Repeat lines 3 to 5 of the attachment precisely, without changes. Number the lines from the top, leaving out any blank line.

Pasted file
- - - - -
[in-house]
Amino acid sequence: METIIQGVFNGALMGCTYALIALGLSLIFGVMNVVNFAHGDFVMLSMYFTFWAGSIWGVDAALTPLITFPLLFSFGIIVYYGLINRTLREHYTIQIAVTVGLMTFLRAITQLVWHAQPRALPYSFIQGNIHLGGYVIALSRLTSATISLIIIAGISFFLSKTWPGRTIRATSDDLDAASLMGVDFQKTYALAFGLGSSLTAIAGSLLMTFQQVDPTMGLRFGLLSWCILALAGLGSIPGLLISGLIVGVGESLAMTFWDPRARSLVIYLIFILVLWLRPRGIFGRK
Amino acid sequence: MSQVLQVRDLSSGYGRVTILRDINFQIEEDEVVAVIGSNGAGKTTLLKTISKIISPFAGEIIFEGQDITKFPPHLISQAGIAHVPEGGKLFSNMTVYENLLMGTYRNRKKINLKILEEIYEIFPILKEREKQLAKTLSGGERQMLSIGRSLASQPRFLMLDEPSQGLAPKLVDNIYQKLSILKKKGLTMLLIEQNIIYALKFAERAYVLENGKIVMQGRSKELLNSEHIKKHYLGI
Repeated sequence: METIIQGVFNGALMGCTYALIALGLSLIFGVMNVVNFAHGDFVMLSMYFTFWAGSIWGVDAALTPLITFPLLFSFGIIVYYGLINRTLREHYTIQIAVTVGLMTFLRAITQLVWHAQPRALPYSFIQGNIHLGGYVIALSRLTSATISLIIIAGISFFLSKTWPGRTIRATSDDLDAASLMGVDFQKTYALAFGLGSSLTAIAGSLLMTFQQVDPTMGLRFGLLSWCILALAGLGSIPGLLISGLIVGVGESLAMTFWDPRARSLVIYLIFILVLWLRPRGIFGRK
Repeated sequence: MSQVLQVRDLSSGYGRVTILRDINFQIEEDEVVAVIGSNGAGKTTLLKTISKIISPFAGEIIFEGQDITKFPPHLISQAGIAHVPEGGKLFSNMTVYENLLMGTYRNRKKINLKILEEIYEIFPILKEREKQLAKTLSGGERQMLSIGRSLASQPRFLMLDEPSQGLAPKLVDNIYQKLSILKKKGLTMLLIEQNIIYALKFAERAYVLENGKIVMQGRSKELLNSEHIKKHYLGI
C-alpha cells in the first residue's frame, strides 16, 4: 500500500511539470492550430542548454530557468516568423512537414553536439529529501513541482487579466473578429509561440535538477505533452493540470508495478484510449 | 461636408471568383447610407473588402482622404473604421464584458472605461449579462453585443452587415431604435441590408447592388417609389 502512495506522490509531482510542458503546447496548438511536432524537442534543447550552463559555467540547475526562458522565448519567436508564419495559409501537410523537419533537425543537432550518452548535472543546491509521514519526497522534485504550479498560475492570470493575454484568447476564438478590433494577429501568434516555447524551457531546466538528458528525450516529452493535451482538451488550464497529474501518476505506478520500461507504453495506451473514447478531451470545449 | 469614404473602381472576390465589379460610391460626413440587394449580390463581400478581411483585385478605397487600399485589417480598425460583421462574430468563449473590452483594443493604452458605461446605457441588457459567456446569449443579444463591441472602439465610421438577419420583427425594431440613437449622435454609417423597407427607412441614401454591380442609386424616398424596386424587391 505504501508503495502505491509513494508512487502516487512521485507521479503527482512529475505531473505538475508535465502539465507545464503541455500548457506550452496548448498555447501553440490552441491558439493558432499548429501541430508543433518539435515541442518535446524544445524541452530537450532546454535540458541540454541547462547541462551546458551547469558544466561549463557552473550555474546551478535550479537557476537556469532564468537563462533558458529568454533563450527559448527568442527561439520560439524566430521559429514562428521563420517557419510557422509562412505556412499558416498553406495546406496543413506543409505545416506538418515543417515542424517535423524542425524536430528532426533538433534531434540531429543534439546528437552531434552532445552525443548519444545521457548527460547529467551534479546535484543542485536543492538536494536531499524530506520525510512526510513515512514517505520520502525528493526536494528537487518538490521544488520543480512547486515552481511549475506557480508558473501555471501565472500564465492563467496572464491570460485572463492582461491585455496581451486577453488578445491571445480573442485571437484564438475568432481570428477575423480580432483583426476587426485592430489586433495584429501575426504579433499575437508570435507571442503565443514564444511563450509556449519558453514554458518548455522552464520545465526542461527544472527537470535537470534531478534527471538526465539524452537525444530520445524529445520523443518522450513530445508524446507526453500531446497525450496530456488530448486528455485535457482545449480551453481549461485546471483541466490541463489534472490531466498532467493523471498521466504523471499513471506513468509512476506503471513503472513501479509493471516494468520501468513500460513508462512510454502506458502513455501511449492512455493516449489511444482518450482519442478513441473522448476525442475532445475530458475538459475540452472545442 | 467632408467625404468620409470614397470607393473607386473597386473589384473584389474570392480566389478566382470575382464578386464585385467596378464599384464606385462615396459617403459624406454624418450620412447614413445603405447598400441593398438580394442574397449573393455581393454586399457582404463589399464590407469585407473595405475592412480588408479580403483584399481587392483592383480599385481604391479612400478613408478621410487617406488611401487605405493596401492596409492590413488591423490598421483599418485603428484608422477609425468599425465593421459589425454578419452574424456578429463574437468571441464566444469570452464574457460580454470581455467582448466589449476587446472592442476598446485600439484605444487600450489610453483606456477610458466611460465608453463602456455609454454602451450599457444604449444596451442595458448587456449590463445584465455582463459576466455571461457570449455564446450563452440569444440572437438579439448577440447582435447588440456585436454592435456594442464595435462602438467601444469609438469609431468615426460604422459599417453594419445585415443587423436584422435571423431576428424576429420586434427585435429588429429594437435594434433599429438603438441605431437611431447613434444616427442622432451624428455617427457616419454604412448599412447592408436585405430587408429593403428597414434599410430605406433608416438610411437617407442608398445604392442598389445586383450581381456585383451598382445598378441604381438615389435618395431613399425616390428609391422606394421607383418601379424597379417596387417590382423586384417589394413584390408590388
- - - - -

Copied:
Amino acid sequence: MSQVLQVRDLSSGYGRVTILRDINFQIEEDEVVAVIGSNGAGKTTLLKTISKIISPFAGEIIFEGQDITKFPPHLISQAGIAHVPEGGKLFSNMTVYENLLMGTYRNRKKINLKILEEIYEIFPILKEREKQLAKTLSGGERQMLSIGRSLASQPRFLMLDEPSQGLAPKLVDNIYQKLSILKKKGLTMLLIEQNIIYALKFAERAYVLENGKIVMQGRSKELLNSEHIKKHYLGI
Repeated sequence: METIIQGVFNGALMGCTYALIALGLSLIFGVMNVVNFAHGDFVMLSMYFTFWAGSIWGVDAALTPLITFPLLFSFGIIVYYGLINRTLREHYTIQIAVTVGLMTFLRAITQLVWHAQPRALPYSFIQGNIHLGGYVIALSRLTSATISLIIIAGISFFLSKTWPGRTIRATSDDLDAASLMGVDFQKTYALAFGLGSSLTAIAGSLLMTFQQVDPTMGLRFGLLSWCILALAGLGSIPGLLISGLIVGVGESLAMTFWDPRARSLVIYLIFILVLWLRPRGIFGRK
Repeated sequence: MSQVLQVRDLSSGYGRVTILRDINFQIEEDEVVAVIGSNGAGKTTLLKTISKIISPFAGEIIFEGQDITKFPPHLISQAGIAHVPEGGKLFSNMTVYENLLMGTYRNRKKINLKILEEIYEIFPILKEREKQLAKTLSGGERQMLSIGRSLASQPRFLMLDEPSQGLAPKLVDNIYQKLSILKKKGLTMLLIEQNIIYALKFAERAYVLENGKIVMQGRSKELLNSEHIKKHYLGI